I got this delicious whole wheat honey pizza dough recipe from my friend *Heather (A Mama’s Blog) a few months ago and have been enjoying it regularly ever since. It’s quick, easy and sooooo good. My family loves it too!

Whole Wheat Honey Pizza Dough

4 1/2 teaspoons yeast
1 1/2 cups warm water
4 tablespoons honey
2 to 2 1/2 cups all purpose flour
1 cup whole wheat flour
1 teaspoon salt
4 tablespoons cornmeal
1 tablespoon olive oil

Mix yeast, water and honey and let stand 5 min.

Combine flour through cornmeal in a large bowl.

Add liquid ingredients to the dry ingredients, stir up a bit, then add in olive oil. Knead until everything is well combined. If it seems a little dry, you can add a bit more water at this point, but I don’t generally need to.

Cover dough in a bowl with a towel in a warm place for 30 min.

Punch down and roll out dough, add toppings and bake @ 350 degrees for 20 minutes or until done.

Makes enough dough to cover one whole cookie sheet (which is what I do) or (probably) two round pizza pans. I usually end up with a little extra dough too that the kids like to roll into balls and eat or last night I used the extra dough to make a big cinnamon roll for the family to share for dessert.


* Recipe adapted from MyRecipes

Note: You should be able to use more wheat flour and less AP flour, but you might need to adjust other ingredients (like add more oil) to make the consistency work.

Peanut butter granola squares – recipe

Peanut butter granola squareThanks to tifi who tweeted this peanut butter granola recipe to me the other day. I made a few modifications to it (like cutting the amount of honey and sugar in half because it seemed like a lot, using whole wheat flour, and adding in flaxseed to it). The results were quite delicious. Here’s my version of the recipe:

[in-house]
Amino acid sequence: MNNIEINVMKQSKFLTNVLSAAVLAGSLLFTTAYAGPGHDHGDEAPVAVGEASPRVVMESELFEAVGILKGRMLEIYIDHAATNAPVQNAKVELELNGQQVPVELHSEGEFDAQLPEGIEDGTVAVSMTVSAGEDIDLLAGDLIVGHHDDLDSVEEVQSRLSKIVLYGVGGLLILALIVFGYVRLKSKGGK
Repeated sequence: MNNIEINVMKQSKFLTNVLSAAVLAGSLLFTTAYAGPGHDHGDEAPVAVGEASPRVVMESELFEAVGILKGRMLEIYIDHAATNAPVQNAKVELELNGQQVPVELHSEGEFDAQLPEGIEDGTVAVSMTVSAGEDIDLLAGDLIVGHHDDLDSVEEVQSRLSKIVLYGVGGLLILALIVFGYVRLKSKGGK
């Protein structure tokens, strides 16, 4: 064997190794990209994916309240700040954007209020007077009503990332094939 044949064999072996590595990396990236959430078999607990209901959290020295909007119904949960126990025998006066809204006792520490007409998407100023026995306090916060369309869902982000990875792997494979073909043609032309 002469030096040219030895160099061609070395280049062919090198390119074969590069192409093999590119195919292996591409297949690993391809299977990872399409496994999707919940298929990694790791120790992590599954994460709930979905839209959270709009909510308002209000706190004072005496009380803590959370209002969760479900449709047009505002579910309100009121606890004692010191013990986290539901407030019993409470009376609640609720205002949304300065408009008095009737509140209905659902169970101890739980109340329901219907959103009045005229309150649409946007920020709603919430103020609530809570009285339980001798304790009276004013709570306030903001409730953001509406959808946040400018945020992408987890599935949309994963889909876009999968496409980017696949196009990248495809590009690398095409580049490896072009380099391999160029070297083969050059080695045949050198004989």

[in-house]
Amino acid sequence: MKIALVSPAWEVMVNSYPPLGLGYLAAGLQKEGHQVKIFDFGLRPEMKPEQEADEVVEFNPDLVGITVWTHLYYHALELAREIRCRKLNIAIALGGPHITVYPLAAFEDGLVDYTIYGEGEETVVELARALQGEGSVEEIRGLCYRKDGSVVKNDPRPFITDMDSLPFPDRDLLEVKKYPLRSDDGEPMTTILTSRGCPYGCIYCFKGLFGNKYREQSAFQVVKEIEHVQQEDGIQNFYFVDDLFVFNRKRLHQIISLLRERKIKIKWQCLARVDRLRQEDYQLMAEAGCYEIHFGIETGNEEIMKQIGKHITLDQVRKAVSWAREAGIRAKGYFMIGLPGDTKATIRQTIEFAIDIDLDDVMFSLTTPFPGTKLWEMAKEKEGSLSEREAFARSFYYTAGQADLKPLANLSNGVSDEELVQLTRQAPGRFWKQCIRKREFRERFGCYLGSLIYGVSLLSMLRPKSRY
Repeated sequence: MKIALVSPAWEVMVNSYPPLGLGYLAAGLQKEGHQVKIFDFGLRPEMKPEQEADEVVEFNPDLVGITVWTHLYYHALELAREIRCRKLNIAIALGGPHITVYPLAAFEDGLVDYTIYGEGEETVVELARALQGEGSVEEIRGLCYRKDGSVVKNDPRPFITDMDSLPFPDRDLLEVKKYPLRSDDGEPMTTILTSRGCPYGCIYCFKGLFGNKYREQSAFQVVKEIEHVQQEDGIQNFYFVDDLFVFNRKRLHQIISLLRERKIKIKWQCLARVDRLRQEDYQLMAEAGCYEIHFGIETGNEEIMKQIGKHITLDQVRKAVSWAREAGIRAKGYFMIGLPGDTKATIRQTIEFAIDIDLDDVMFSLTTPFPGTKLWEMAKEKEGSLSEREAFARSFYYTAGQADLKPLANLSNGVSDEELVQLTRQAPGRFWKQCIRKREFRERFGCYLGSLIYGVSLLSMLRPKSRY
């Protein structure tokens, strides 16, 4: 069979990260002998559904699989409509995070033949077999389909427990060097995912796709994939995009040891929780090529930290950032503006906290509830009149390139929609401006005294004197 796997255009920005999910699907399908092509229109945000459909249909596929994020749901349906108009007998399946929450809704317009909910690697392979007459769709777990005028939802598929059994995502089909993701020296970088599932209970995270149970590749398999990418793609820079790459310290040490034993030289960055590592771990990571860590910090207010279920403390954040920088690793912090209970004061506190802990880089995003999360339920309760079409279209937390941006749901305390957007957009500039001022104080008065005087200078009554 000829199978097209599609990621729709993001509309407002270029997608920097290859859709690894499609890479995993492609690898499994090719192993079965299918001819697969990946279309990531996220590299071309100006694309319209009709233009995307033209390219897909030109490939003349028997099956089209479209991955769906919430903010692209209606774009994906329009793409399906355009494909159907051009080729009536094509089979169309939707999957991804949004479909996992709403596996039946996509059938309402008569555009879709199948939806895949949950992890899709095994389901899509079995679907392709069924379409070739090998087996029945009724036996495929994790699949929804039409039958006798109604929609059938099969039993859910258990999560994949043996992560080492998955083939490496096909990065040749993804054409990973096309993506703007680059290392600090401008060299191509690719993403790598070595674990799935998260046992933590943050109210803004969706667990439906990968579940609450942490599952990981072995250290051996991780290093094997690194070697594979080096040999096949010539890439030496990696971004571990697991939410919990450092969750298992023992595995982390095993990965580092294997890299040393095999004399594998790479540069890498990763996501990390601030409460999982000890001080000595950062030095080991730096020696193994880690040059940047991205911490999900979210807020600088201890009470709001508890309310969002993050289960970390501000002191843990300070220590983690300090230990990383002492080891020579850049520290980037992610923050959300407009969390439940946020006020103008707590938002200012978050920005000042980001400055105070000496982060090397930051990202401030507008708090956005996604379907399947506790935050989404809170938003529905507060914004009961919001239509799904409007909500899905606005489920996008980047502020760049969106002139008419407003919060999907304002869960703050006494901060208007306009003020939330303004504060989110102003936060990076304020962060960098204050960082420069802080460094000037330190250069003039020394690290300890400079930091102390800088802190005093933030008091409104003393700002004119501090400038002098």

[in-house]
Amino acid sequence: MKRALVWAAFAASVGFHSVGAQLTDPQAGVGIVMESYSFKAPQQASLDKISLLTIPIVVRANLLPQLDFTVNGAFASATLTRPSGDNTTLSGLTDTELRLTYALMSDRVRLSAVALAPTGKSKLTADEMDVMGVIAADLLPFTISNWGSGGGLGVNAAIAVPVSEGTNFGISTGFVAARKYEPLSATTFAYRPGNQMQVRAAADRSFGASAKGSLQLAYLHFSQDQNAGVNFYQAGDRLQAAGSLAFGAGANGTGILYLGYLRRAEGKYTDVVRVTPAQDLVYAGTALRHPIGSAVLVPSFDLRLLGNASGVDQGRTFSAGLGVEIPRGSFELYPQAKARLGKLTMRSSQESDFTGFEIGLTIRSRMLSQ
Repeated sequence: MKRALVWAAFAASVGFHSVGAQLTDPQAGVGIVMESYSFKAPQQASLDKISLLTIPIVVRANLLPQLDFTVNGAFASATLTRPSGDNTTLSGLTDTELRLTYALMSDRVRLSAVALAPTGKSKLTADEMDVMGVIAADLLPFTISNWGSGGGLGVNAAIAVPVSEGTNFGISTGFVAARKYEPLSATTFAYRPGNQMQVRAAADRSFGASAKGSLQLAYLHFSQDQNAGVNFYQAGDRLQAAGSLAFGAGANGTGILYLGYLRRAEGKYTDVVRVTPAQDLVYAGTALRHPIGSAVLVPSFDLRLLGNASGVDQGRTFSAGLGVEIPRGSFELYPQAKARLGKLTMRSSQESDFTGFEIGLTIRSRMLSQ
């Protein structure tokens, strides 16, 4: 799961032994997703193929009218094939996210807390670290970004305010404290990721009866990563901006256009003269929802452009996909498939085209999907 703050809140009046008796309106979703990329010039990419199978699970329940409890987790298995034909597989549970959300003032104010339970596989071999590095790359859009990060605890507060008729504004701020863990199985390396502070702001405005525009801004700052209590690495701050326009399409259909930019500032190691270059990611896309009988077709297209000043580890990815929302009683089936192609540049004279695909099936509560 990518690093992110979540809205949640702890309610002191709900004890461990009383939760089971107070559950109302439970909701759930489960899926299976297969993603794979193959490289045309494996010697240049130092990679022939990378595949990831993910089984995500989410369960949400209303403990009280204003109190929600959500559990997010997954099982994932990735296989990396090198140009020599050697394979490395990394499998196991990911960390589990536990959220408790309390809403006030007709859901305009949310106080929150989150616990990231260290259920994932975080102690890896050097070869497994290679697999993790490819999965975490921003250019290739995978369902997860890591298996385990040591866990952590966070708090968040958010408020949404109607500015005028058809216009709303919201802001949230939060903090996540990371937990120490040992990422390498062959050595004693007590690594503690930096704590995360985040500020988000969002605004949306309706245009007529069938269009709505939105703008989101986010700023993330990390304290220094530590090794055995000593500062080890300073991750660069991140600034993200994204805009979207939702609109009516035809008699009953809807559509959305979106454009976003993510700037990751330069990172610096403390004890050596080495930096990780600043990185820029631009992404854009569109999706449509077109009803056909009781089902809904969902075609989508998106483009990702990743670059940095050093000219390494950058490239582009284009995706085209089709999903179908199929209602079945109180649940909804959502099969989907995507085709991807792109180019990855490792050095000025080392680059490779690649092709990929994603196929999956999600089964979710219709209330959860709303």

Peanut Butter Granola Squares

Preheat oven to 325 degrees.


4 1/2 cups old fashioned oats
1 cup whole wheat flour (or another kind of flour if you prefer)
1/3 cup ground flaxseed
1 tsp baking soda
1/4 tsp salt (optional)

1 cup butter*
1 tsp vanilla
1/2 cup honey
1/2 cup brown sugar
1 cup peanut butter (preferably organic PB with no sugar added)

Combine oats through salt in a large bowl. Stir to combine.

Heat butter through peanut butter in a sauce pan until all are melted.  Add melted mixture to the dry ingredients in the bowl. Stir to make sure oats are completely covered.

Spread the mixture into a 13 x 9 baking pan. Bake at 325 degrees for about 30 minutes. Let cool and cut into squares. Enjoy!

* Farmer’s Daughter asked about cutting back on some of the butter and suggested applesauce as a replacement. I think this would probably work well and cut down on the fat. I plan to try it out the next time I make them. :)

Update 1/30/09: I made this recipe again, but this time used only 1/2 cup of butter and added 3/4 cup of mashed ripe bananas. This worked really well. It cut down the fat and the squares held together a lot better and were a lot less crumbly. And they are delicious!